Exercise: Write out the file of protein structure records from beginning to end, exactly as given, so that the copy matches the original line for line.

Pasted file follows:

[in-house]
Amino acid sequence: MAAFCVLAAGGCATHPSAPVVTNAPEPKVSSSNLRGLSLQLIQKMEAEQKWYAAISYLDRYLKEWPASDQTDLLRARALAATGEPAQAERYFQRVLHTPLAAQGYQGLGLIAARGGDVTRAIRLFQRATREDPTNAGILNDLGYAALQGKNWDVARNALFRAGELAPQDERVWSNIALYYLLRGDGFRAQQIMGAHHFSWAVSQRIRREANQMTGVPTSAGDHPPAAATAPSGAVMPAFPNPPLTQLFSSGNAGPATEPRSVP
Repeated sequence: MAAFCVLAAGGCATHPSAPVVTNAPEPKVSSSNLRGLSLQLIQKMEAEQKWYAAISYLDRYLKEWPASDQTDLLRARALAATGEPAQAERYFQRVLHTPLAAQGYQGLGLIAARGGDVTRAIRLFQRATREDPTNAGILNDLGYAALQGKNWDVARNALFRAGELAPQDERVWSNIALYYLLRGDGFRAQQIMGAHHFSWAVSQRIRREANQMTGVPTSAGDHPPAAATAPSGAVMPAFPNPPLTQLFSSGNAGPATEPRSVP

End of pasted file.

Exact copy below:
[in-house]
Amino acid sequence: MAAFCVLAAGGCATHPSAPVVTNAPEPKVSSSNLRGLSLQLIQKMEAEQKWYAAISYLDRYLKEWPASDQTDLLRARALAATGEPAQAERYFQRVLHTPLAAQGYQGLGLIAARGGDVTRAIRLFQRATREDPTNAGILNDLGYAALQGKNWDVARNALFRAGELAPQDERVWSNIALYYLLRGDGFRAQQIMGAHHFSWAVSQRIRREANQMTGVPTSAGDHPPAAATAPSGAVMPAFPNPPLTQLFSSGNAGPATEPRSVP
Repeated sequence: MAAFCVLAAGGCATHPSAPVVTNAPEPKVSSSNLRGLSLQLIQKMEAEQKWYAAISYLDRYLKEWPASDQTDLLRARALAATGEPAQAERYFQRVLHTPLAAQGYQGLGLIAARGGDVTRAIRLFQRATREDPTNAGILNDLGYAALQGKNWDVARNALFRAGELAPQDERVWSNIALYYLLRGDGFRAQQIMGAHHFSWAVSQRIRREANQMTGVPTSAGDHPPAAATAPSGAVMPAFPNPPLTQLFSSGNAGPATEPRSVP